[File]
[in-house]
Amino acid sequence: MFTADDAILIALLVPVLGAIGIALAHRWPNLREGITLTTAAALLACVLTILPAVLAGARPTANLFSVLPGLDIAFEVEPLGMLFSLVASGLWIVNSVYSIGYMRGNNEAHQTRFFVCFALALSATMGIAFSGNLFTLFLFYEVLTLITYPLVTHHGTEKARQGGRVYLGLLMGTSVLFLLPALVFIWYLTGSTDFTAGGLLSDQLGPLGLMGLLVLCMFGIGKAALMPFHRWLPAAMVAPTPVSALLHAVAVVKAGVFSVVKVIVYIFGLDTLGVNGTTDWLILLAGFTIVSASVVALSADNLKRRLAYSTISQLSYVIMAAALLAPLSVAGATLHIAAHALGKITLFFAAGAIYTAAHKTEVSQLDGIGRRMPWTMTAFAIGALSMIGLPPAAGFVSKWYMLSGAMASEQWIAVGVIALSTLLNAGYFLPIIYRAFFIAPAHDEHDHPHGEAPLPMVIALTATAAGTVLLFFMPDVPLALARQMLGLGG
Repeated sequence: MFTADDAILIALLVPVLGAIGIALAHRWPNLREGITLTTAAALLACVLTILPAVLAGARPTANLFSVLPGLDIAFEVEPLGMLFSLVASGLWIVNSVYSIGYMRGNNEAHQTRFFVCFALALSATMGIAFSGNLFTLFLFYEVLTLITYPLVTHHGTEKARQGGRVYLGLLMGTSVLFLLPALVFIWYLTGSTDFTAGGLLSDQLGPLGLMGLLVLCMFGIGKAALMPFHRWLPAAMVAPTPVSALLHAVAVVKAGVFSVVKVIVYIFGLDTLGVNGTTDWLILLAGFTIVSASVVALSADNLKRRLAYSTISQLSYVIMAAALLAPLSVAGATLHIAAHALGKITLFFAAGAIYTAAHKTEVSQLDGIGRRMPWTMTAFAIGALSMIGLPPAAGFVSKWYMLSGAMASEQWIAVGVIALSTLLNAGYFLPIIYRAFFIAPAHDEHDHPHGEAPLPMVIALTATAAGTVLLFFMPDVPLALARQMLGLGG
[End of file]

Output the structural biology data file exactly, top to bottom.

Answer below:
[in-house]
Amino acid sequence: MFTADDAILIALLVPVLGAIGIALAHRWPNLREGITLTTAAALLACVLTILPAVLAGARPTANLFSVLPGLDIAFEVEPLGMLFSLVASGLWIVNSVYSIGYMRGNNEAHQTRFFVCFALALSATMGIAFSGNLFTLFLFYEVLTLITYPLVTHHGTEKARQGGRVYLGLLMGTSVLFLLPALVFIWYLTGSTDFTAGGLLSDQLGPLGLMGLLVLCMFGIGKAALMPFHRWLPAAMVAPTPVSALLHAVAVVKAGVFSVVKVIVYIFGLDTLGVNGTTDWLILLAGFTIVSASVVALSADNLKRRLAYSTISQLSYVIMAAALLAPLSVAGATLHIAAHALGKITLFFAAGAIYTAAHKTEVSQLDGIGRRMPWTMTAFAIGALSMIGLPPAAGFVSKWYMLSGAMASEQWIAVGVIALSTLLNAGYFLPIIYRAFFIAPAHDEHDHPHGEAPLPMVIALTATAAGTVLLFFMPDVPLALARQMLGLGG
Repeated sequence: MFTADDAILIALLVPVLGAIGIALAHRWPNLREGITLTTAAALLACVLTILPAVLAGARPTANLFSVLPGLDIAFEVEPLGMLFSLVASGLWIVNSVYSIGYMRGNNEAHQTRFFVCFALALSATMGIAFSGNLFTLFLFYEVLTLITYPLVTHHGTEKARQGGRVYLGLLMGTSVLFLLPALVFIWYLTGSTDFTAGGLLSDQLGPLGLMGLLVLCMFGIGKAALMPFHRWLPAAMVAPTPVSALLHAVAVVKAGVFSVVKVIVYIFGLDTLGVNGTTDWLILLAGFTIVSASVVALSADNLKRRLAYSTISQLSYVIMAAALLAPLSVAGATLHIAAHALGKITLFFAAGAIYTAAHKTEVSQLDGIGRRMPWTMTAFAIGALSMIGLPPAAGFVSKWYMLSGAMASEQWIAVGVIALSTLLNAGYFLPIIYRAFFIAPAHDEHDHPHGEAPLPMVIALTATAAGTVLLFFMPDVPLALARQMLGLGG